It seems that the world has recently come into an insurmountable need for modeling clay. While it's an amazing and fun creative tool, if you don't know how to use modeling clay, you'll be left in the dust.
Modeling clay is one of those nostalgic things everybody strongly felt the need to play with during their art class. It was squishy, smelled cool, and made you feel like a real artist, even if you were in second grade.
I do not condone eating modeling clay. It's not good for you and it doesn't taste good. I'm not saying I ate it, but it may or may not have been eaten by me.
What Is Modeling Clay?
Modeling clay is for people that don't want to commit to using real clay, which can be impossible if you don't have a kiln. Polymer clay is like sitting at the big table on Thanksgiving. Modeling clay is like sitting at the little table next to it.
Most of the time, if kids are doing a clay craft, you're going to want to give them modeling clay.
Modeling clay has the consistency of Play-Doh. That is why a lot of children enjoy playing with it. It's squishy and you can mold it into a snake. Those are the two criteria children have for deciding whether or not something is fun.
Where it comes from
Clay was used for thousands of years in people's homes and decor. Before there were modern inventions like the shingle or lightbulbs, mud and clay were what you'd use to build huts.
These huts stood strong against harsh weather and solidified further in the heat, turning to a hard outer layer that was harder to permeate.
As societies began to expand, people started to see that you could actually heat a certain type of clay to a temperature that would turn it hard. Thus, the brick was born, and no amount of huffing and puffing could blow houses down any longer.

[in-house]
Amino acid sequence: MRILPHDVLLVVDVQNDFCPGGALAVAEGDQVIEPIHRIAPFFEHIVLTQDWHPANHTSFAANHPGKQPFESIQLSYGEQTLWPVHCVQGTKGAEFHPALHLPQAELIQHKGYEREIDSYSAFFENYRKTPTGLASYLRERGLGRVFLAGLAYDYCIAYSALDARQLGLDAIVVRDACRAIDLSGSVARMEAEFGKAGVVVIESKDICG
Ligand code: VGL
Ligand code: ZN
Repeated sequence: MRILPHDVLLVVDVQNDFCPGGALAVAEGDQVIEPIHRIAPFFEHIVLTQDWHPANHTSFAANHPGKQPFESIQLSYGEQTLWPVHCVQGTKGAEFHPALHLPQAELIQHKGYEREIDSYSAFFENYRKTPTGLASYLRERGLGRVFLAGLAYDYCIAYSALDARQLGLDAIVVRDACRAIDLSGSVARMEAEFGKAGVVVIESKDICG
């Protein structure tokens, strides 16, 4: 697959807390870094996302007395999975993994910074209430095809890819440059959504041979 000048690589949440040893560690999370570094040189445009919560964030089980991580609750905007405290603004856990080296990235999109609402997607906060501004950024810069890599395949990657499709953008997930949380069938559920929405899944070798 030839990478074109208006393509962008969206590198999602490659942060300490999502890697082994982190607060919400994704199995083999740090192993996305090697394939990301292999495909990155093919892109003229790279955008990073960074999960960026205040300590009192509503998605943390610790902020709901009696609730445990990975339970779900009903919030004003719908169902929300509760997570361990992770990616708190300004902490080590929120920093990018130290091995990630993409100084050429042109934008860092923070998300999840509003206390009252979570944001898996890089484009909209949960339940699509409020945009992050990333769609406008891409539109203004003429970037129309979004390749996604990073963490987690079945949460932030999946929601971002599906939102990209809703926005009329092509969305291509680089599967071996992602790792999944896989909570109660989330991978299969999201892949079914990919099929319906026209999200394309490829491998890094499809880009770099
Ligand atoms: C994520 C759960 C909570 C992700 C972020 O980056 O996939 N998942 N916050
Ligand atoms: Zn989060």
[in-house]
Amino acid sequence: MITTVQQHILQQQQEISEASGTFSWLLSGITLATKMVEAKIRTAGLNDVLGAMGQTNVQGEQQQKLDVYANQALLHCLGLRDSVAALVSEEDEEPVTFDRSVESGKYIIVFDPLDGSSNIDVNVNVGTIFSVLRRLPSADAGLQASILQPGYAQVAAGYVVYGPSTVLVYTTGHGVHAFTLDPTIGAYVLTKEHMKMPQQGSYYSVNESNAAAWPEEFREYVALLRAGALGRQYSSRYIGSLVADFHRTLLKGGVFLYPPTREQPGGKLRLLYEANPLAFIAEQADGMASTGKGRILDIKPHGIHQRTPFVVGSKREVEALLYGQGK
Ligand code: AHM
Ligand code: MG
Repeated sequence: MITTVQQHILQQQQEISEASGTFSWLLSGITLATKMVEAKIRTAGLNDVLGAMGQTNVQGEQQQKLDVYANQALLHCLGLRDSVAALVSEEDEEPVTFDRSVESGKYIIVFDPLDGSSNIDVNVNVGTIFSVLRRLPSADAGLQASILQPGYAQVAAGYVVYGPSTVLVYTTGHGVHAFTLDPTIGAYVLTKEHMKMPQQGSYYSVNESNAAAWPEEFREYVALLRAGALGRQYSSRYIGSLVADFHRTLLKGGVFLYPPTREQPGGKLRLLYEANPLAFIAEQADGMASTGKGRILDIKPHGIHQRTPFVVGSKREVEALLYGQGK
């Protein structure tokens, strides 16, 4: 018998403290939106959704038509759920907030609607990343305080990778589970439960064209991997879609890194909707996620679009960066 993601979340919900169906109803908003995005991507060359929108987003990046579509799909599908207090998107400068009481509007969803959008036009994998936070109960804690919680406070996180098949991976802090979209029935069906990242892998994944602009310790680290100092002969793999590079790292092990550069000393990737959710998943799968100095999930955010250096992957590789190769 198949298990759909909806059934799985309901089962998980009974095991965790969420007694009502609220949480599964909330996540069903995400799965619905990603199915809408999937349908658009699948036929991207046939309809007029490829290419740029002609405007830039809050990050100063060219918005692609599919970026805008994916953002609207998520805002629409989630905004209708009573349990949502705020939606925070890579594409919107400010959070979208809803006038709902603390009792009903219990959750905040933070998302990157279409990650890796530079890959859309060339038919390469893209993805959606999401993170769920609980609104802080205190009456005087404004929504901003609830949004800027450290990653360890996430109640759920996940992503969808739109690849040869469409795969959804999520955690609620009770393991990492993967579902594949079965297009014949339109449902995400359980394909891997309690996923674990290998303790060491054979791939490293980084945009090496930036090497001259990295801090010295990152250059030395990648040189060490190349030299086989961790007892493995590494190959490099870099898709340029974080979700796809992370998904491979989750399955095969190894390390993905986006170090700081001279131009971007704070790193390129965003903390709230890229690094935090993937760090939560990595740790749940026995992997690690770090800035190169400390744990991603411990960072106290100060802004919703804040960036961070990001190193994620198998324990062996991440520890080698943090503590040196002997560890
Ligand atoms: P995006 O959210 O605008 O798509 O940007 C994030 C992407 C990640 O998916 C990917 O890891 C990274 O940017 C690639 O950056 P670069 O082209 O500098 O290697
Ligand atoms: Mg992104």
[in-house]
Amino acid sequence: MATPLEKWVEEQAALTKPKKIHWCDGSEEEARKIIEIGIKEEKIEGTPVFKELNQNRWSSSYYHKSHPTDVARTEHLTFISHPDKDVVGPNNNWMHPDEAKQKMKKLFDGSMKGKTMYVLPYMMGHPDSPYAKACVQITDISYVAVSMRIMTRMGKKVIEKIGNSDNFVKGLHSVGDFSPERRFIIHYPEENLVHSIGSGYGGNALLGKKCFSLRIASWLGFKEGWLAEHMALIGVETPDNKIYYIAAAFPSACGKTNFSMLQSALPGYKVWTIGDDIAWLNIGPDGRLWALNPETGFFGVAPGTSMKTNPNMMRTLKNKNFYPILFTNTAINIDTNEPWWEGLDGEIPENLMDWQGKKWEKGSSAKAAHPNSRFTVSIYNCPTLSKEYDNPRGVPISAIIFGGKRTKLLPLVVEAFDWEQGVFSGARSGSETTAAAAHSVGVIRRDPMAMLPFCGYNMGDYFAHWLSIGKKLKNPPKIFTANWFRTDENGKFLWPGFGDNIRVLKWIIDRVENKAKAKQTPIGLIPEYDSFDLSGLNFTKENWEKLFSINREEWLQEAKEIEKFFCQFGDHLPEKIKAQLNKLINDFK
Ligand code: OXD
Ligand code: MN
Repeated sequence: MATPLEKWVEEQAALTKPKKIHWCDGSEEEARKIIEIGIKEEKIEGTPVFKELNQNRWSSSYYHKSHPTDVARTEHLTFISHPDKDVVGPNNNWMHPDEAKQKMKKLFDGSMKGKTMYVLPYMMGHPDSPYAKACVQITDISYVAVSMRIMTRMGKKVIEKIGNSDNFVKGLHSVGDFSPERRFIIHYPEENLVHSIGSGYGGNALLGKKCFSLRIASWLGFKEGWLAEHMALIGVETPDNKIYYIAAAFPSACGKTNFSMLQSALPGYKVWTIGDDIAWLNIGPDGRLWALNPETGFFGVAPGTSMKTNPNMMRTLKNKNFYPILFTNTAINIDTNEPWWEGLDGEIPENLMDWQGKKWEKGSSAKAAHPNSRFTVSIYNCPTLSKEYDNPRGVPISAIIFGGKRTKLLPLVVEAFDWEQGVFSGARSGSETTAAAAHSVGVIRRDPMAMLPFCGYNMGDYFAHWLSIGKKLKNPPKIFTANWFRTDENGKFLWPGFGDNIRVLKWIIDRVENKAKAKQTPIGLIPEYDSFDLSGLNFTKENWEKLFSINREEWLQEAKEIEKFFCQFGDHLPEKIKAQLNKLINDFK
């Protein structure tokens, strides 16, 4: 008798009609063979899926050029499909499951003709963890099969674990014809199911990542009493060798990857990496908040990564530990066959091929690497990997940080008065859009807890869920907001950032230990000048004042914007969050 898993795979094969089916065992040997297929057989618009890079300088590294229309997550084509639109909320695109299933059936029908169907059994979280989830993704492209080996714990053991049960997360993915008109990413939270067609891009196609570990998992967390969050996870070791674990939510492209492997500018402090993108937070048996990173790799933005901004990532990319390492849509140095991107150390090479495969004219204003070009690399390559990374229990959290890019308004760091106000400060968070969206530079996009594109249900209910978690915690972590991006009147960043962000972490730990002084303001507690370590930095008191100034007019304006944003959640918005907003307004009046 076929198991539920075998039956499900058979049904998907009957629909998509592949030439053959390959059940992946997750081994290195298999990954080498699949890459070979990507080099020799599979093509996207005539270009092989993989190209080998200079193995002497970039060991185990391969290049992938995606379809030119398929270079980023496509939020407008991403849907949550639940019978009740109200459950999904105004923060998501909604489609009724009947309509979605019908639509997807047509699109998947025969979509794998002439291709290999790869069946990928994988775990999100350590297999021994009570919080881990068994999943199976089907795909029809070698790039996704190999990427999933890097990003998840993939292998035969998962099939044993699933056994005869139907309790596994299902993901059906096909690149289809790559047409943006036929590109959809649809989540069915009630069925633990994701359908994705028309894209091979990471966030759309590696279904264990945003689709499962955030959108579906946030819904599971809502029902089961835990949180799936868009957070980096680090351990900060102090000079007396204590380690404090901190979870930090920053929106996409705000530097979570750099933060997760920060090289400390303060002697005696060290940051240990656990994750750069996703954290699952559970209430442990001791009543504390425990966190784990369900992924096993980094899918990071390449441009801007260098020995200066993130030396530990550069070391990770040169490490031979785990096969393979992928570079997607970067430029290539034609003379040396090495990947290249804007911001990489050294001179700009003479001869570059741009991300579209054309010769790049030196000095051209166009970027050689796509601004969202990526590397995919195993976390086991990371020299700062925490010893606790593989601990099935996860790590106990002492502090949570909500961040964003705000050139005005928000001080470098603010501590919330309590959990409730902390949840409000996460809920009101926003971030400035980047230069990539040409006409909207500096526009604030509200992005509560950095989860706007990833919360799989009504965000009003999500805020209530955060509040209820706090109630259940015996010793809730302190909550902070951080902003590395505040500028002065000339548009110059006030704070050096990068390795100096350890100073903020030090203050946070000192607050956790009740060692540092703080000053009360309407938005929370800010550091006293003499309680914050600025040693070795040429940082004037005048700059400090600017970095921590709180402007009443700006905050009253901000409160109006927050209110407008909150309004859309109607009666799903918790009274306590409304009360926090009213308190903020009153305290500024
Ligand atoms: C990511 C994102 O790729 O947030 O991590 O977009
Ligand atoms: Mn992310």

Of course, clay and mud are used for huts in underdeveloped countries to date, and there is a brick house on every corner.
Modeling clay itself is a fairly new development. A popular brand of modeling clay that was one of the first to come out was just developed in the 1900s. The type of clay they developed was meant for air-drying and came in a variety of colors, making it ideal for children.
Polymer Clay vs. Modeling Clay
Is there a difference between polymer clay and the best modeling clay? Is figuring out how to use modeling clay going to be totally different from how to use polymer clay?
Polymer clay is used in more commercial crafts, like bead-making or traditional pottery. Modeling clay is oil-based, which makes it easier for children to mold and play with. For polymer clay, you're more likely to need to an actual kiln or some basic pottery skills, while modeling clay is more laid back.
Polymer clay is something people think is less appealing in terms of color selection, but that's actually not true. Polymer clay is available in a variety of colors. It actually comes in more earthy tones, like browns and grays, than modeling clay does.
How to Use Modeling Clay
If you don't know exactly how to use modeling clay, it isn't the end of the world. There are endless tutorials and very few limitations, so you can play around and experiment without too much pressure.
That's why it's perfect for children, who are going to do what they want regardless of whether or not you pressure them.